Three Hops From Norway

The thing with the NSA spy scandal is not that it collects data on Americans. But it collects data on the Americans that the Americans that the Americans know. Three degrees of separation can actually be quite a few people whose privacy is violated in the name of security. The Guardian has an excellent piece that shows you as in you yourself—if you grant access to your Facebook profile—how many people could be investigated because you know them.

My personal three hops
My personal three hops

Well, I hate to tell you, Norway. But apparently, with me you are far from safe. Or at least a Norway-sized chunk of the American population. More seriously, this is a great piece that personalises an abstract sort of concept. Not just through the use of your own personal data, but by using (potentially) familiar items to contextualise scale. How many people is 190? Almost two Concordes worth. How many is 4,779,123 people? More than the population of Norway. You know, a country. Well done, Guardian.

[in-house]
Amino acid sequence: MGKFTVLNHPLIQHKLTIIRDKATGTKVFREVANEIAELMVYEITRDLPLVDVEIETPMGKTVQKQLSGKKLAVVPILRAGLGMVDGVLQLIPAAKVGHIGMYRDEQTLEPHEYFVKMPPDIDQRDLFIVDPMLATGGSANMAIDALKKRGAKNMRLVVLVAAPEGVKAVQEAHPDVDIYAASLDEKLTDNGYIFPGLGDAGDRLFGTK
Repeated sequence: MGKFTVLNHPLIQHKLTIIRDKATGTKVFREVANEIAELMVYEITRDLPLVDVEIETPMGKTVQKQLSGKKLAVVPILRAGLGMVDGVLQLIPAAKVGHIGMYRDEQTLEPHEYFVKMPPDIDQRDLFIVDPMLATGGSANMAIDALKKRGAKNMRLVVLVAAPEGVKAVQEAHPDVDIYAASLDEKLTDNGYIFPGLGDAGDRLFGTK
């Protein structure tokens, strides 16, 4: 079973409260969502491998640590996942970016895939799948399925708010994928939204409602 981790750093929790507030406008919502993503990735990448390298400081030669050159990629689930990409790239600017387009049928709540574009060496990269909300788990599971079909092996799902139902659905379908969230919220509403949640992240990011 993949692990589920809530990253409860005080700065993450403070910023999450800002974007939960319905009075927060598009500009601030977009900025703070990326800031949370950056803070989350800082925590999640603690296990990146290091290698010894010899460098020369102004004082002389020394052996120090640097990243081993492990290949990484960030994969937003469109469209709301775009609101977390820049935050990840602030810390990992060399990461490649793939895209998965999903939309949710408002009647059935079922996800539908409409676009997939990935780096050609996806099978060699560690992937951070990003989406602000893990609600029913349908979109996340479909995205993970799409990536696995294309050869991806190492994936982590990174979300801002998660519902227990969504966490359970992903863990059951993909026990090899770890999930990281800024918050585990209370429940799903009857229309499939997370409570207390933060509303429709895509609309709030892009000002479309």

Credit for the piece goes to the Guardian’s US Interactive Team.

Author: Brendan Barry

I am a graphic designer who focuses on information design. My day job? I am the data visualisation manager for the Federal Reserve Bank of Philadelphia. (This blog is my something I do on my own time and does not represent the views of the Fed, blah blah blah legal stuff.) And with my main interest in information design—be it in the shape of clear charts, maps, diagrams, or wayfinding systems—I am fortunate that my day job focuses on data visualisation. Outside of work, I try to stay busy with personal design work. Away from the world of design, I enjoy cooking and reading and am interested in various subjects from history and geography to politics to science to the arts. And I allow all of them to influence my work.

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